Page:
Moses Maimonides, the preeminent Jewish philosopher of the Middle Ages—and possibly of all time—wrote 800 years ago:
The Sages of old were extremely reluctant to be appointed [as judges]. They avoided sitting in judgment unless they were sure there was no one else as qualified as they, and that the judicial system would collapse if they did not serve. Even then, they only sat in judgment when the community and the elders pressured them, pleading with them to accept the appointment. (Mishneh Torah, Yad Hachzakah, 3:10)
Indeed, wise people are not in a rush to play judge. Judging should be done only when absolutely necessary and left to trained legal authorities.
Taking sides between people is often referred to in psychology as “triangulation.” It is the major cause of hostility between people. It can destroy relationships, families, and organizations. It even leads to intensified violence among nations. The hostilities escalate as each side tries to convince us that they are the good one and the other is the bad one. When we take one person’s side, the other becomes hostile to us as well. Furthermore, we prevent them from figuring out how to resolve the situation with each other.
When we judge the disputes between our children at home, it creates endless sibling rivalry. In most families with extremely defiant children, one parent is trying to protect the child from the other parent. It becomes “divide and conquer” as the child discovers they can do whatever they want and the parents proceed to fight each other. If we do marriage counseling and judge the couple's disputes, they will probably never come back to see us again. Our Founding Fathers repeatedly warned against taking sides in disputes between other nations. It is no different in a school. The disputes intensify as each side and their parents try to get the school on their side.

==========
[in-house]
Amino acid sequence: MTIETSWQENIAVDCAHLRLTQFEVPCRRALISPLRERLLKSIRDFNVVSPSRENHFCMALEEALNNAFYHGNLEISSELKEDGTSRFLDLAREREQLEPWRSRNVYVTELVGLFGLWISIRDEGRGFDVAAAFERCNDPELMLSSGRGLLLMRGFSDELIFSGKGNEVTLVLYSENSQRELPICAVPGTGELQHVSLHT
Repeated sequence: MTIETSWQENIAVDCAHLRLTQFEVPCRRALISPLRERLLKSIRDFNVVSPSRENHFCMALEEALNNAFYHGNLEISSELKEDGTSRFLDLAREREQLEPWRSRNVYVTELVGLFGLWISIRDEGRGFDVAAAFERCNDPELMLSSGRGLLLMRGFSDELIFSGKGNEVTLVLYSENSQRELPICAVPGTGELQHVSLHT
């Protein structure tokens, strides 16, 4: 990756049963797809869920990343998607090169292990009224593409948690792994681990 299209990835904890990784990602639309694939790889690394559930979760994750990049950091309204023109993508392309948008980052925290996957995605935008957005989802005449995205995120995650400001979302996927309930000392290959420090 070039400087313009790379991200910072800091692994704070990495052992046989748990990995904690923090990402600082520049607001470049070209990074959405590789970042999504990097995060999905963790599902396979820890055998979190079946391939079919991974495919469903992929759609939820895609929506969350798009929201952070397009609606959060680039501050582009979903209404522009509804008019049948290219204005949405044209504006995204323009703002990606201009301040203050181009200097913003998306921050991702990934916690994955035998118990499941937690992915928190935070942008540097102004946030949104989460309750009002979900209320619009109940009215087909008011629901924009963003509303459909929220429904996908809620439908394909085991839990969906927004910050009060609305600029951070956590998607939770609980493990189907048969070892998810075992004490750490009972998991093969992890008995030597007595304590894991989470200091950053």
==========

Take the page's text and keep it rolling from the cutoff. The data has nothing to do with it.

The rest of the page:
Consider your lives as adults. Do you rush to a court of law whenever you have a problem with a boss or a neighbor? No. You try to work out the problem with them. If after months of failing to resolve it, then you may decide to take the person to a court of law.
Would you want the judge to be any Joe Schmoe off the street: “Hey, whoever you are. We need a judge. Please come over and hear our case!” No. You want someone who is wise and intelligent, someone who went to law school and studied judging.
When the judge passes verdict, do you and your opponent hug each other and thank the judge for their wisdom? No. The two of you are still mad at each other, and the loser is mad at the judge, too. Judges are not popular people. Even in our own enlightened country there have been judges who were killed by people who lost judgments in their courts of law.